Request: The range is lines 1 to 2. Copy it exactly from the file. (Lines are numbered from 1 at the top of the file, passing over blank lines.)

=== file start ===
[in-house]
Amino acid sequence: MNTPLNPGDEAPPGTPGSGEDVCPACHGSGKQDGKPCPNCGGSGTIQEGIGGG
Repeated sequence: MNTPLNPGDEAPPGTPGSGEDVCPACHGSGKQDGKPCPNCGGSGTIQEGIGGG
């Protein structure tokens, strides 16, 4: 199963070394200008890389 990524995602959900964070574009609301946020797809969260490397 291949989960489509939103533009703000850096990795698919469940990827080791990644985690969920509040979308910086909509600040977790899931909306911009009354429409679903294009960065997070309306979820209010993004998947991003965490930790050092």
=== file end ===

[in-house]
Amino acid sequence: MNTPLNPGDEAPPGTPGSGEDVCPACHGSGKQDGKPCPNCGGSGTIQEGIGGG